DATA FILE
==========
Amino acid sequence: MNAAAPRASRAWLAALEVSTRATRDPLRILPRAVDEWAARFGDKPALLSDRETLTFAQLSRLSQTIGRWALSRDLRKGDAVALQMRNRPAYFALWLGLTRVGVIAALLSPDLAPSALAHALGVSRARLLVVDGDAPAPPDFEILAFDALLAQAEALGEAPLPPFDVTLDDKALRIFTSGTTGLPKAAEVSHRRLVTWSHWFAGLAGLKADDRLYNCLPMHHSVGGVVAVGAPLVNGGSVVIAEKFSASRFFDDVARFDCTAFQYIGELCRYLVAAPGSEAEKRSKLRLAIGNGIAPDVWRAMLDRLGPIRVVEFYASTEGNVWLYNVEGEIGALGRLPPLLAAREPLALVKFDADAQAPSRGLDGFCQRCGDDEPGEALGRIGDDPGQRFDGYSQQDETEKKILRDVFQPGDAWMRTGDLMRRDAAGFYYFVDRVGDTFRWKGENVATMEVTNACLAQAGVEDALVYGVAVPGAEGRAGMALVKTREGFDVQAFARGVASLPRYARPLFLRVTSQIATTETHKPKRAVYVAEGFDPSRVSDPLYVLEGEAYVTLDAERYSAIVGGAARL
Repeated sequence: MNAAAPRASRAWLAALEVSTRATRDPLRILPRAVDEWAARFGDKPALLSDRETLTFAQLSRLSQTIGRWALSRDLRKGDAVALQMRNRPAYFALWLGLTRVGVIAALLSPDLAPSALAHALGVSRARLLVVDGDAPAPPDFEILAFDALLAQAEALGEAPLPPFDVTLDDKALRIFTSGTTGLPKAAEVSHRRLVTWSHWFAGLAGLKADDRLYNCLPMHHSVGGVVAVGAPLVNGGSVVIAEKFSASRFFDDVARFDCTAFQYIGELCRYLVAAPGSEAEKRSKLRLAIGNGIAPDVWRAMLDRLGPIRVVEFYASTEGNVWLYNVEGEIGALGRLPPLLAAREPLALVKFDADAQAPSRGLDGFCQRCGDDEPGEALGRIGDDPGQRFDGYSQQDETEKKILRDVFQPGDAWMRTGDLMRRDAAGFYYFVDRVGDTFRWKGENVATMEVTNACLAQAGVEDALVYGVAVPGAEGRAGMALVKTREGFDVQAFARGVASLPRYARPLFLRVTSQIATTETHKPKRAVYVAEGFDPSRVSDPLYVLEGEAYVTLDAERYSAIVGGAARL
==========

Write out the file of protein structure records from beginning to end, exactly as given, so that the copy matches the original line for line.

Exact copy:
Amino acid sequence: MNAAAPRASRAWLAALEVSTRATRDPLRILPRAVDEWAARFGDKPALLSDRETLTFAQLSRLSQTIGRWALSRDLRKGDAVALQMRNRPAYFALWLGLTRVGVIAALLSPDLAPSALAHALGVSRARLLVVDGDAPAPPDFEILAFDALLAQAEALGEAPLPPFDVTLDDKALRIFTSGTTGLPKAAEVSHRRLVTWSHWFAGLAGLKADDRLYNCLPMHHSVGGVVAVGAPLVNGGSVVIAEKFSASRFFDDVARFDCTAFQYIGELCRYLVAAPGSEAEKRSKLRLAIGNGIAPDVWRAMLDRLGPIRVVEFYASTEGNVWLYNVEGEIGALGRLPPLLAAREPLALVKFDADAQAPSRGLDGFCQRCGDDEPGEALGRIGDDPGQRFDGYSQQDETEKKILRDVFQPGDAWMRTGDLMRRDAAGFYYFVDRVGDTFRWKGENVATMEVTNACLAQAGVEDALVYGVAVPGAEGRAGMALVKTREGFDVQAFARGVASLPRYARPLFLRVTSQIATTETHKPKRAVYVAEGFDPSRVSDPLYVLEGEAYVTLDAERYSAIVGGAARL
Repeated sequence: MNAAAPRASRAWLAALEVSTRATRDPLRILPRAVDEWAARFGDKPALLSDRETLTFAQLSRLSQTIGRWALSRDLRKGDAVALQMRNRPAYFALWLGLTRVGVIAALLSPDLAPSALAHALGVSRARLLVVDGDAPAPPDFEILAFDALLAQAEALGEAPLPPFDVTLDDKALRIFTSGTTGLPKAAEVSHRRLVTWSHWFAGLAGLKADDRLYNCLPMHHSVGGVVAVGAPLVNGGSVVIAEKFSASRFFDDVARFDCTAFQYIGELCRYLVAAPGSEAEKRSKLRLAIGNGIAPDVWRAMLDRLGPIRVVEFYASTEGNVWLYNVEGEIGALGRLPPLLAAREPLALVKFDADAQAPSRGLDGFCQRCGDDEPGEALGRIGDDPGQRFDGYSQQDETEKKILRDVFQPGDAWMRTGDLMRRDAAGFYYFVDRVGDTFRWKGENVATMEVTNACLAQAGVEDALVYGVAVPGAEGRAGMALVKTREGFDVQAFARGVASLPRYARPLFLRVTSQIATTETHKPKRAVYVAEGFDPSRVSDPLYVLEGEAYVTLDAERYSAIVGGAARL